NYU Stern School of Business

Undergraduate College


Fall 2011

Instructor Details

Frydman, Halina



Wed 4:45 – 5:45pm

KMC 8-55


Course Meetings

W, 6:00pm to 9:00pm

Tisch T-UC21

Final Exam:

Schedule exceptions
    Class will not meet on:
    Class will meet on:


Course Description and Learning Goals

The purpose of the course is to introduce students to the classes of stochastic processes, which are widely used as modeling tools in business fields such as finance, marketing and actuarial science as well as in physical and social sciences.


Course Pre-Requisites

C22.0014 - Introduction to the Theory of Probability


Course Outline

This is an introductory course in stochastic processes. The course covers basic theory of discrete and continuous time Markov chains, of Brownian motion and its generalizations, and of martingales.  The discussion of Markov chains and Brownian motion includes statistical aspects of these processes.  If time permits, the idea of stochastic integration is introduced and the rules of stochastic calculus are developed.  The topics are covered in the following order:

  1. Discrete-time Markov chains.
  2. Continuous-time Markov chains.
  3. Discrete-time martingales.
  4. Brownian motion and its generalizations.
  5. Elements of stochastic calculus (if time permits).


Required Course Materials


The following additional texts are useful references to the topics covered in the course. In particular the third and the fifth topics of the course will use the material from Lawler. The remaining references are sources of many additional interesting examples of Markov processes studied in the course.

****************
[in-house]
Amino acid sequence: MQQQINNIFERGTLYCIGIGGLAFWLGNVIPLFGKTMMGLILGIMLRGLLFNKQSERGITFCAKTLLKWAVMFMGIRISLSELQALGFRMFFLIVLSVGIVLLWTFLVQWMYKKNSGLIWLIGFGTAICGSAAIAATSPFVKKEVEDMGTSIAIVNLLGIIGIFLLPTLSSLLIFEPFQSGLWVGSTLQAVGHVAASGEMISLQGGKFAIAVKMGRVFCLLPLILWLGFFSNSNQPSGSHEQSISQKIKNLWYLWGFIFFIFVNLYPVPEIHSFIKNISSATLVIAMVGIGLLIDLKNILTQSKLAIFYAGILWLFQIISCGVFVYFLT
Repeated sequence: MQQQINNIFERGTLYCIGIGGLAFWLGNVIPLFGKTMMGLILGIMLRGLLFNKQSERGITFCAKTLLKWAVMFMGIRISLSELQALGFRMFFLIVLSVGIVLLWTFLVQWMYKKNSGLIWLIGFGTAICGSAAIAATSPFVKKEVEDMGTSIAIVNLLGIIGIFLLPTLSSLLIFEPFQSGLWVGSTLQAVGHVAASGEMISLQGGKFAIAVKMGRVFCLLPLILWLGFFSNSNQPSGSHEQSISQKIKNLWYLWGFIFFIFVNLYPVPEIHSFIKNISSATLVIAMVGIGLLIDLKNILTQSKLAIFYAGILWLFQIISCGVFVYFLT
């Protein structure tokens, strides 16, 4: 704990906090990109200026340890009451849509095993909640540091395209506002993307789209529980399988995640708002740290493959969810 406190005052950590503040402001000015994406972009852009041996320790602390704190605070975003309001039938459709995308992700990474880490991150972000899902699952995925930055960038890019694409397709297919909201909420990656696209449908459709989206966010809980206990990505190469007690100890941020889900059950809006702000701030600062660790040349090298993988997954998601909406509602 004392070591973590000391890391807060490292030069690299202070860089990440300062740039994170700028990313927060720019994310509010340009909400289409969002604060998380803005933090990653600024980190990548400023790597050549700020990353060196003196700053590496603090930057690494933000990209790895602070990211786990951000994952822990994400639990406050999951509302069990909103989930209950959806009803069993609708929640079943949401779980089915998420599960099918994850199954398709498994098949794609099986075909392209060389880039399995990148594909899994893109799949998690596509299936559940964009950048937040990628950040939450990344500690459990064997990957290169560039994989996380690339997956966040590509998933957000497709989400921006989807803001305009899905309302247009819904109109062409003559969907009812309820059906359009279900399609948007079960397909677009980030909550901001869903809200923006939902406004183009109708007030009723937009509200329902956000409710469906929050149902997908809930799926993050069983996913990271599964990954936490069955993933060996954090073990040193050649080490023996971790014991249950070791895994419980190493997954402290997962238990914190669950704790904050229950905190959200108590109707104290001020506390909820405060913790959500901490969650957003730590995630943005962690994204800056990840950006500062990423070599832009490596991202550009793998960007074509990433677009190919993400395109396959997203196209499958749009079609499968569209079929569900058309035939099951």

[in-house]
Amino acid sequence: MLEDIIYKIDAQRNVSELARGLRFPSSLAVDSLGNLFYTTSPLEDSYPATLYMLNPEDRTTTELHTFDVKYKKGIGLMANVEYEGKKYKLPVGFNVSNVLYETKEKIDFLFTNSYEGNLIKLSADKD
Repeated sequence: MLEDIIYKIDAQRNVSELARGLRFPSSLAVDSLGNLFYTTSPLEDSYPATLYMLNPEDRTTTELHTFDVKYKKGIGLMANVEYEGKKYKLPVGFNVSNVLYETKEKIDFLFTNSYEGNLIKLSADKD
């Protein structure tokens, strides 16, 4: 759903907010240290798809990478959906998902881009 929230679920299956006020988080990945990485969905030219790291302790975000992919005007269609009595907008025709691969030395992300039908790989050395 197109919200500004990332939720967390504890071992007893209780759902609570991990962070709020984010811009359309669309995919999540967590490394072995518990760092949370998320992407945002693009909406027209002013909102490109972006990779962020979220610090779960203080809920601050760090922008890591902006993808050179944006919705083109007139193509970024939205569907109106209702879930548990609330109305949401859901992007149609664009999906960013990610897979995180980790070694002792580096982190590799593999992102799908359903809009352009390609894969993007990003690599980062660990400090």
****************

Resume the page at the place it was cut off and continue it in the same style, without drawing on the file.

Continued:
Additional references

  1. Introduction to Stochastic Processes (Second Edition),G.F. Lawler, Chapman and Hall, Probability Series, 2006.
  2. An Introduction to Stochastic Modeling, H.M. Taylor and S. Karlin, Academic Press, Third Edition.
  3. A First Course in Stochastic Processes(Second Edition), Samuel Karlin and Howard M. Taylor, Academic Press, 1975.
  4. Adventures in Stochastic Processes, S. Resnick, Birkhauser, (1992).
  5. Elementary Stochastic Calculus with Finance in View, Thomas Mikosch, Advanced Series on Statistical Science & Applied Probability, Vol 6, World Scientific, 1999.
  6. Stochastic Processes, (2nd Edition) Wiley, S. Ross, 1996.


Assessment Components




At NYU Stern we seek to teach challenging courses that allow students to demonstrate their mastery of the subject matter.  In general, students in undergraduate core courses can expect a grading distribution where: 

Note that while the School uses these ranges  as a guide, the actual distribution for this course and your own grade will depend upon how well  you actually perform in this course.



The process of assigning grades is intended to be one of unbiased evaluation. Students are encouraged to respect the integrity and authority of the professor’s grading system and are discouraged from pursuing arbitrary challenges to it.

If you believe an inadvertent error has been made in the grading of an individual assignment or in assessing an overall course grade, a request to have the grade re-evaluated may be submitted. You must submit such requests in writing to me within 7 days of receiving the grade, including a brief written statement of why you believe that an error in grading has been made.


Professional Responsibilities For This Course




In-class contribution is a significant part of your grade and an important part of our shared learning experience. Your active participation helps me to evaluate your overall performance.
You can excel in this area if you come to class on time and contribute to the course by: